In early 1990, the Fellowship and a few South African Christians, including the evangelist Michael Cassidy and the Pan Africanist Congress leader and Methodist minister Stanley Mogoba, attempted to launch talks between the South African government and leaders of southern African nations, including Zambian president Kenneth Kaunda. Two newspapers holding sympathies with the ANC, the New Nation and SouthScan, broke the story. Reports alluded to a Kenyan who worked full time for the American Fellowship; this sounds like Okumu, except for the incorrect employer. One article warned of “white men planning an ambitious ‘black-led’ initiative to start negotiations on the future of South Africa”.

Newick Park Initiative documents record that in 1991, the thinktank floated a proposal to host a summit between Buthelezi, South Africa’s President FW de Klerk and ANC leader Nelson Mandela. Okumu met Buthelezi in London to discuss the possibility. Nothing came of this effort.

The constitutional dilemma

The constitutional negotiations between 1991 and 1993 were difficult.

The ANC favoured a unitary government, while the party of the apartheid government, the National Party, favoured federalism. Like the National Party, the Inkatha Freedom Party preferred decentralisation, with ethnically based provinces, but it also wanted a voice equal to that of the two major players.

The IFP delegation walked out of negotiations in June 1993 and never returned. While Inkatha dreamed of the Federal Republic of South Africa, the ANC and National Party were agreeing on a government with weak provinces.

The interim constitution worked out by the ANC, the National Party and smaller parties in late 1993 defied some conservative Christian values. The bill of rights endorsed the principle that the new South Africa would be antiracist, and also outlawed discrimination against sexual orientation and gender. It gave only passing mention to the divine.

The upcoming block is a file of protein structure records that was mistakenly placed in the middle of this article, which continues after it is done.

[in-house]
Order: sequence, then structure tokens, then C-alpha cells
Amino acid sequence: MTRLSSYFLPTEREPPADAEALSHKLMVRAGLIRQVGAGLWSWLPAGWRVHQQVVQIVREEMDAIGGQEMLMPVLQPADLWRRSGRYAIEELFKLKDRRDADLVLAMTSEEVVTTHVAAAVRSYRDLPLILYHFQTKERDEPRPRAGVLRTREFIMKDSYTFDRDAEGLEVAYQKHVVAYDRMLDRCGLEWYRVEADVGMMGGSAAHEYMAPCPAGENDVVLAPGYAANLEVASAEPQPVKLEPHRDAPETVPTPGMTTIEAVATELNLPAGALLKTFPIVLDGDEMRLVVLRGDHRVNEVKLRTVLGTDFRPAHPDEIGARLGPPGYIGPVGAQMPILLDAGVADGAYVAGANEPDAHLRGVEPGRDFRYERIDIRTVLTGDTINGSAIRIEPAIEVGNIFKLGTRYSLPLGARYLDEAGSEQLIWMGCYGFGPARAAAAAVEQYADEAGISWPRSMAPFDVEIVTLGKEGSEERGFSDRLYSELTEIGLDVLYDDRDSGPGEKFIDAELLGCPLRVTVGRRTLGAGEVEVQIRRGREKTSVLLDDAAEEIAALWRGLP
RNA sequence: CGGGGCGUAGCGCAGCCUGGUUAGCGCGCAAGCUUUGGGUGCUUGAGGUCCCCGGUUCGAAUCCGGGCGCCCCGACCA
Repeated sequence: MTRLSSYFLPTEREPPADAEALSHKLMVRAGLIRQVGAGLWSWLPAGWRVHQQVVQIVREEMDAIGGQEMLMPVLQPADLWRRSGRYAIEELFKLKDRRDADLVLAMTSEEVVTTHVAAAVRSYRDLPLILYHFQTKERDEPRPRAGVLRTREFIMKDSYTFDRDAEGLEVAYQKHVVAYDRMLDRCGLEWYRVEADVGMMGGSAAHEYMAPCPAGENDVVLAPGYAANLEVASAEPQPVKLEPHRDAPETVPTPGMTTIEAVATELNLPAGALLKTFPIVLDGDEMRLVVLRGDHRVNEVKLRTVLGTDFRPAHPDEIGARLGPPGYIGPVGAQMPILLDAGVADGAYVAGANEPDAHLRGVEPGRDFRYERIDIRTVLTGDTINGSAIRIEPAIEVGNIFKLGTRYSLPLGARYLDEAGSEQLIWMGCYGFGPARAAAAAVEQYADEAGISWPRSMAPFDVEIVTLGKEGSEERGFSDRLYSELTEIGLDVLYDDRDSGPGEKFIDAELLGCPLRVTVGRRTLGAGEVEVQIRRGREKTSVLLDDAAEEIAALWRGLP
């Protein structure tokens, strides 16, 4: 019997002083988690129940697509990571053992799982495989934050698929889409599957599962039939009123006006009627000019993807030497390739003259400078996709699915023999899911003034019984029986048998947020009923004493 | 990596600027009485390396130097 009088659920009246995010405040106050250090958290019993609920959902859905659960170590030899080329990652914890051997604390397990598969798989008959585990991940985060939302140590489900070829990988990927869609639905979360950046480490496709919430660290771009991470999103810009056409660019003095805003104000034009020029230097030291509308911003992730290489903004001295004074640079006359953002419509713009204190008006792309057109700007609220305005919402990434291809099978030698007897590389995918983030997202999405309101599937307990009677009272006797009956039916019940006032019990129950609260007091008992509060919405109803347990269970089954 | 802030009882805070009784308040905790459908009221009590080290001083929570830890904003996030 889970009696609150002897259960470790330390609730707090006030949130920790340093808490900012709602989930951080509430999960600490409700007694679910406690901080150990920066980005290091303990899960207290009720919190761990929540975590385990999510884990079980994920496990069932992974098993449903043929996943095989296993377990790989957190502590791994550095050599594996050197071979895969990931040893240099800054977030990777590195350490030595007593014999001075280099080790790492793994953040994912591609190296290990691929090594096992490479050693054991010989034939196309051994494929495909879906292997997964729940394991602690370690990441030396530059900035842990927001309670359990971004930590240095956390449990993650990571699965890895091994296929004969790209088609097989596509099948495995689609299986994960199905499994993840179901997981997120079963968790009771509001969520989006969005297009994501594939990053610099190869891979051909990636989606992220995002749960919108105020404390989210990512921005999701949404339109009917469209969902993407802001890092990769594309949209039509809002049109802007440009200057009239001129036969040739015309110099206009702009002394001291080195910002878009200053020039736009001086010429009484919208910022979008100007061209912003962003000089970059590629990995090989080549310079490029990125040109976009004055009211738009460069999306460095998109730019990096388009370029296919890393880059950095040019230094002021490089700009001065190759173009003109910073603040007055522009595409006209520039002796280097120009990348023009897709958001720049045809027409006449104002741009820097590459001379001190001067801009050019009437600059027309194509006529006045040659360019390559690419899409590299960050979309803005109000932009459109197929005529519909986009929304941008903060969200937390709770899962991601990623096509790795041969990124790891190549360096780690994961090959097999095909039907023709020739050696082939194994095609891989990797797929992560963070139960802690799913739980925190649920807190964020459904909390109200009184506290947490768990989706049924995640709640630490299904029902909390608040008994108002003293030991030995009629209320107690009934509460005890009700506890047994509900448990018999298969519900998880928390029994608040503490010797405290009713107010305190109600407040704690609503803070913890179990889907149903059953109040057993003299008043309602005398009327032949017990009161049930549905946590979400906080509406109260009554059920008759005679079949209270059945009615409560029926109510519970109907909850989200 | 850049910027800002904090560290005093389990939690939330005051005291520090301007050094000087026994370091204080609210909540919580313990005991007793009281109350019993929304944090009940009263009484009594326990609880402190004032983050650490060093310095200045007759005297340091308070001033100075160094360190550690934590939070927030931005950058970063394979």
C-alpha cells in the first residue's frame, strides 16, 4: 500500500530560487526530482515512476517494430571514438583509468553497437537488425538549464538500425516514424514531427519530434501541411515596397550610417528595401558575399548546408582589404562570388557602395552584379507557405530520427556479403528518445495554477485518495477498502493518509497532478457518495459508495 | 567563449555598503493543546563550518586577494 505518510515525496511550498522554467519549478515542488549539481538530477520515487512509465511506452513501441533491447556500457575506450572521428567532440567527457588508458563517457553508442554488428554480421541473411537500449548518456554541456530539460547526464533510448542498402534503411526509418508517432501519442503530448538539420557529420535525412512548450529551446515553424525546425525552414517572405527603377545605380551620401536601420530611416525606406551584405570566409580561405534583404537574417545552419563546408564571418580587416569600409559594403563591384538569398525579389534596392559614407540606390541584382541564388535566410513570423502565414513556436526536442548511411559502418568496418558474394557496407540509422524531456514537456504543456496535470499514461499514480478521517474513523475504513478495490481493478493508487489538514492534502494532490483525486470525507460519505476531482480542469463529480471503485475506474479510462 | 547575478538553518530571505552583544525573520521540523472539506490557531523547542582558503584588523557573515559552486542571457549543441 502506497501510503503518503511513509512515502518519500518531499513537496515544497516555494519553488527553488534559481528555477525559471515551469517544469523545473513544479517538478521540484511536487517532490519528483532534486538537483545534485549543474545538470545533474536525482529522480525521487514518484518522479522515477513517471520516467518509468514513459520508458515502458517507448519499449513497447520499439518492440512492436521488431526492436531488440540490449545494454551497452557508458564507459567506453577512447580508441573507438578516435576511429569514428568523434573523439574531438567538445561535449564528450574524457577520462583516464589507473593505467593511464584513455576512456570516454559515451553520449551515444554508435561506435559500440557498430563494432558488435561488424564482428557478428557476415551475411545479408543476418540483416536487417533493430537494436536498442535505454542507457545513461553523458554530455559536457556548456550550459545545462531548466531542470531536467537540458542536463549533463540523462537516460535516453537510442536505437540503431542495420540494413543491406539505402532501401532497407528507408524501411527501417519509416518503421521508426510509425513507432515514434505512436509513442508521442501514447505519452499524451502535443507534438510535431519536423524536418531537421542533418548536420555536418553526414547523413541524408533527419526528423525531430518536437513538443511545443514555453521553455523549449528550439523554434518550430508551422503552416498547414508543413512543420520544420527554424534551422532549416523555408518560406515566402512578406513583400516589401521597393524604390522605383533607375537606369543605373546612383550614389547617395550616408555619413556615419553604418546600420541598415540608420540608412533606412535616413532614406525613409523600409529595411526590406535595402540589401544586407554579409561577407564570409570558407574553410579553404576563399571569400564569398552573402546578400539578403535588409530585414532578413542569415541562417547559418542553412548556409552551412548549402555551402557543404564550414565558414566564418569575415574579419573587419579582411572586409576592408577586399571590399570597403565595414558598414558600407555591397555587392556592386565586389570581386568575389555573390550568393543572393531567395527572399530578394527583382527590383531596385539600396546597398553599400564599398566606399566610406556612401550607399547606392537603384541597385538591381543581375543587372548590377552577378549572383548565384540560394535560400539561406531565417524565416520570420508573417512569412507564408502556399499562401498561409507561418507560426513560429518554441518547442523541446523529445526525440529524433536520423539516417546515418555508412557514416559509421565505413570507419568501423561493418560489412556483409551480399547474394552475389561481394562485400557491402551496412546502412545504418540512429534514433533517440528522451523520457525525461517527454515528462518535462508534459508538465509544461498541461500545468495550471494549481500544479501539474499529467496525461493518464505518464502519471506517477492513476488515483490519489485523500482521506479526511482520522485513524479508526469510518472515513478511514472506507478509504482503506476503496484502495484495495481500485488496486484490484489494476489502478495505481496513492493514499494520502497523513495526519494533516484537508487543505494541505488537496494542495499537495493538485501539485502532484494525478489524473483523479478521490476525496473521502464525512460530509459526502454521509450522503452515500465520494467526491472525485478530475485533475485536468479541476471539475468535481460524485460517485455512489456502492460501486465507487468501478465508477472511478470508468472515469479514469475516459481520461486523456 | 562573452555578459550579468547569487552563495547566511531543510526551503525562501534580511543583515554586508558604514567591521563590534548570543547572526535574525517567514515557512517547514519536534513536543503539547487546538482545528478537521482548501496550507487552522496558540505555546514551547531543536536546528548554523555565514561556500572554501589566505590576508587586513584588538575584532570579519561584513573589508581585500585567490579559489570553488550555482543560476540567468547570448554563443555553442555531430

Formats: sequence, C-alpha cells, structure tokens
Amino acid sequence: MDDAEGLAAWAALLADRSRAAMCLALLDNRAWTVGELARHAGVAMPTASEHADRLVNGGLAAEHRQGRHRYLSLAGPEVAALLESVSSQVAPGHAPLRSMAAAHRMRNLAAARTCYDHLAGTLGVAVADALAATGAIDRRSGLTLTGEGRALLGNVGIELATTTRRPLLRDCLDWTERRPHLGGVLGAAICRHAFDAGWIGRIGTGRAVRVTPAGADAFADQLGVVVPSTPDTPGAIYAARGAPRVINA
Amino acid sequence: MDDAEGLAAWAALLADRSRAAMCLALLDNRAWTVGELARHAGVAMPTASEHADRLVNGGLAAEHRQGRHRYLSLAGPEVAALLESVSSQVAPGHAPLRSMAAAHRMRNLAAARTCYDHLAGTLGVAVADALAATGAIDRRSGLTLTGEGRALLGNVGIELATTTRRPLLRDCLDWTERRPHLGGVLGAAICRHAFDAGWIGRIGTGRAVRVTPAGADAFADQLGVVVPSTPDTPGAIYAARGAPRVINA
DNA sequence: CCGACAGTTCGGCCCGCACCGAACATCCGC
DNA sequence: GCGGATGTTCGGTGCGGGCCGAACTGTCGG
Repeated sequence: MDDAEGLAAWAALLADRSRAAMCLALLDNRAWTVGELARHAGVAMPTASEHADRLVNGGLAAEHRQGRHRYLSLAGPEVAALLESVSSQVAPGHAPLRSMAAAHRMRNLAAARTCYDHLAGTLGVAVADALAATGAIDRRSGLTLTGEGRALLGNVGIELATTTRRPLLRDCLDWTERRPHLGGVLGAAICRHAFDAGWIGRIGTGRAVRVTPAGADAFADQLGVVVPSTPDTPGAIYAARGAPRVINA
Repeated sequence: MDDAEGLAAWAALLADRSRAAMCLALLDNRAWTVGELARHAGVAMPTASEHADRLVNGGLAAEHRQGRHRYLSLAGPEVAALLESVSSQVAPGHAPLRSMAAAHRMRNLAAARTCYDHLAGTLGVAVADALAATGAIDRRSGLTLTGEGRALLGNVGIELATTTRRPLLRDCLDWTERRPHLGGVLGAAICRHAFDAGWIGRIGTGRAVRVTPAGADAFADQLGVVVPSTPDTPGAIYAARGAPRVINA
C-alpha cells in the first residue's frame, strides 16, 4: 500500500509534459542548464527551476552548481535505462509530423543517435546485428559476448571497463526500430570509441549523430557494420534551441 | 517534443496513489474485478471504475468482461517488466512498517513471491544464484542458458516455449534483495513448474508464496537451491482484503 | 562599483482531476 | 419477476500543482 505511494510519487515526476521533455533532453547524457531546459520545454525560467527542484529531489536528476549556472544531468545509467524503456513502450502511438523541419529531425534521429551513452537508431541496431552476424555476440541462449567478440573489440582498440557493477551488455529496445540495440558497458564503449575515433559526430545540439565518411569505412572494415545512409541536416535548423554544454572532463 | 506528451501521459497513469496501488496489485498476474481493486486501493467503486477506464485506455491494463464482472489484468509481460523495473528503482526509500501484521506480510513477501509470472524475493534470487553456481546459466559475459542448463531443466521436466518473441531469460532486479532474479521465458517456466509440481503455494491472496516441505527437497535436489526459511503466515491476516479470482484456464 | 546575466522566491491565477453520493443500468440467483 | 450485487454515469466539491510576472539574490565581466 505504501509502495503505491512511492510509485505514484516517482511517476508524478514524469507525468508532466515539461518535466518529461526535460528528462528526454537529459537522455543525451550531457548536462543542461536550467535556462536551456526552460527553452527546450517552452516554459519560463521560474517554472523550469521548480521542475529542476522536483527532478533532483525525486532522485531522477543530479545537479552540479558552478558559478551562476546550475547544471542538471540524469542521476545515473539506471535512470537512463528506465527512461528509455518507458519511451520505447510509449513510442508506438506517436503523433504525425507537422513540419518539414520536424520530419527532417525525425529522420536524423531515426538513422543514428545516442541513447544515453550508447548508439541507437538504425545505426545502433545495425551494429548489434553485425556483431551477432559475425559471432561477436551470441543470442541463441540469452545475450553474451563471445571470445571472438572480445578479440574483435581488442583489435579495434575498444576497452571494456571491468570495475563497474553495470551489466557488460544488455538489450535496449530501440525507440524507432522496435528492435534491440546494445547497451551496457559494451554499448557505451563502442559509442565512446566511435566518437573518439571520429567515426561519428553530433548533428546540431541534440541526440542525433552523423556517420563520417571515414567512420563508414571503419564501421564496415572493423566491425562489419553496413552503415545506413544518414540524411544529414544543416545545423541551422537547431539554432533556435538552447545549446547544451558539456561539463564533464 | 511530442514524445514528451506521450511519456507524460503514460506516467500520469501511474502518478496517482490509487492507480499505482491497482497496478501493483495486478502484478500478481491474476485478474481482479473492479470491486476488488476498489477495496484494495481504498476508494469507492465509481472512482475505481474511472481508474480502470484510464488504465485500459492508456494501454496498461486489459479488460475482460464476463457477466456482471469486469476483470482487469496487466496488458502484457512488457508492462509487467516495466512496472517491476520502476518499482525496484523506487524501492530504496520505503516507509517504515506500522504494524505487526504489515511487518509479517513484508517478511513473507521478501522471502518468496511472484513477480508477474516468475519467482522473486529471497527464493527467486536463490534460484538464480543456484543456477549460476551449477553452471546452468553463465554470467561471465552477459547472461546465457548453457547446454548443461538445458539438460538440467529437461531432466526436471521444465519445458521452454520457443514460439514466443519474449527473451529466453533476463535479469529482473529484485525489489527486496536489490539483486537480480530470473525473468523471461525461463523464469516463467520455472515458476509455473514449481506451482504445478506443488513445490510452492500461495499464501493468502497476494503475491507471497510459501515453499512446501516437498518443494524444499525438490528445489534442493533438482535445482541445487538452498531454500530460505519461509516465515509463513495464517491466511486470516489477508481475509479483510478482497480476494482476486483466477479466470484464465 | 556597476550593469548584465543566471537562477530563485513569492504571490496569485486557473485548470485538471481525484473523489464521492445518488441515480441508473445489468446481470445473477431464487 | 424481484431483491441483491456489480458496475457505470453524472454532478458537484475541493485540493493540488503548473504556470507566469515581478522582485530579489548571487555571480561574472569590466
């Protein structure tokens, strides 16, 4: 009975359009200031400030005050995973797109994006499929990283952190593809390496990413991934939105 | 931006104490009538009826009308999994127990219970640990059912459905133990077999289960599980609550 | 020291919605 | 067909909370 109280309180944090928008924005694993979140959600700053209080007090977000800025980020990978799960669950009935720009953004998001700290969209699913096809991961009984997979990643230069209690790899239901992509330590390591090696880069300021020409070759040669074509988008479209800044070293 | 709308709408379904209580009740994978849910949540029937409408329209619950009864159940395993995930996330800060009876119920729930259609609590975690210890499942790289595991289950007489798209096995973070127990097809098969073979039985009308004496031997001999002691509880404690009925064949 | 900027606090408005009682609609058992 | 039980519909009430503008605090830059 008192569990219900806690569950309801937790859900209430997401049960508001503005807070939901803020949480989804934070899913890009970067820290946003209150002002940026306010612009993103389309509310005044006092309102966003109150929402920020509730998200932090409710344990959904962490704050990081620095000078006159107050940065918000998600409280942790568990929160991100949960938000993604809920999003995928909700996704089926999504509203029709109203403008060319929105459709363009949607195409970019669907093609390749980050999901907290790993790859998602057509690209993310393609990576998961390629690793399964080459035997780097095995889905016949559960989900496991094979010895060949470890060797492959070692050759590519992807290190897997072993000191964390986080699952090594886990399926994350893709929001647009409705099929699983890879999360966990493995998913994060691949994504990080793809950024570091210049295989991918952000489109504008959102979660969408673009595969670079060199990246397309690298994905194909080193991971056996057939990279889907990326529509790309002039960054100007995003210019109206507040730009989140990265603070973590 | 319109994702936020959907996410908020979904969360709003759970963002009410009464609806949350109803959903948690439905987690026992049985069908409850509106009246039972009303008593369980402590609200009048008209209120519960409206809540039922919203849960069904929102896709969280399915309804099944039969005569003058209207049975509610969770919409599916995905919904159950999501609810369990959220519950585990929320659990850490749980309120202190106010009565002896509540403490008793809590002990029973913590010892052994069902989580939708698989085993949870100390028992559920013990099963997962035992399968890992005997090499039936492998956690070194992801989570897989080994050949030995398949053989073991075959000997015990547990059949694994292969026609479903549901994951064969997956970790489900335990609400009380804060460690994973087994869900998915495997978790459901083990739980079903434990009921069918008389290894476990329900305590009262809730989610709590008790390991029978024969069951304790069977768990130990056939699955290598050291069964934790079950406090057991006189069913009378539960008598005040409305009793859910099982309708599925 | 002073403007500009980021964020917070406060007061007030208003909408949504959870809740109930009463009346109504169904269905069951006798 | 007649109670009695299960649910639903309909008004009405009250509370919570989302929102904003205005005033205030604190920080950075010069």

Despite concessions, the IFP refused to join the election. The political impasse was dragging the country into civil war. From July 1993 through April 1994, an average of 461 people died every month in political violence.

A last-ditch effort

As the election drew nearer, plans emerged for Henry Kissinger and Peter Carrington (former US secretary of state and UK foreign secretary, respectively) to mediate a last-ditch effort to convince the IFP to join the contest.

The international team included constitutional experts from Italy, India, Canada, Germany and the US, but no Africans. The evangelist Cassidy and the Newick Park Initiative’s Schluter recognised this as an opportunity and began advocating for Okumu’s inclusion. Okumu flew to South Africa to present himself to the ANC and the IFP. On 8 April 1994, Okumu was named a “special advisor” to the team.

The international team arrived on 11 April. The terms of the mediation were not yet settled. Was the possibility of postponing the election on the table? The ANC and the National Party insisted on excluding that outcome, but the IFP refused. On 14 April, the mediators left without having begun substantive negotiations. It was 12 days before the scheduled election.

On the day the Kissinger-Carrington effort failed, Okumu phoned Cassidy to tell him he was returning to Kenya. But Cassidy told him to stay. That evening, Buthelezi put Okumu in touch with two white advisors: Danie Joubert, the deputy secretary general in the KwaZulu government, and Willem Olivier, an advocate. Okumu recorded that they worked out a plan for convincing Buthelezi, but he did not note particulars.

The following morning, Okumu met Buthelezi at Lanseria Airport in Johannesburg. Buthelezi’s plane had already departed but then returned, ostensibly because of a malfunctioning instrument. It was a false alarm. Perhaps Buthelezi heard Okumu was waiting there for him.

Okumu recounted drawing on lessons from African politics to caution Buthelezi that he had no future outside the first democratically elected government. Buthelezi had heard these arguments before, but that morning he agreed to follow Okumu into negotiations.

Having gained Buthelezi’s confidence, Okumu, Joubert and Olivier connected with Colin Coleman of the Consultative Business Movement, the organisation that had facilitated the international mediation. Coleman drew in the ANC. Over the next four days, Okumu moved to the centre of the final negotiations that put the IFP on the ballot.

Cassidy held a mass meeting in Durban, the centre of IFP support, to pray for peace.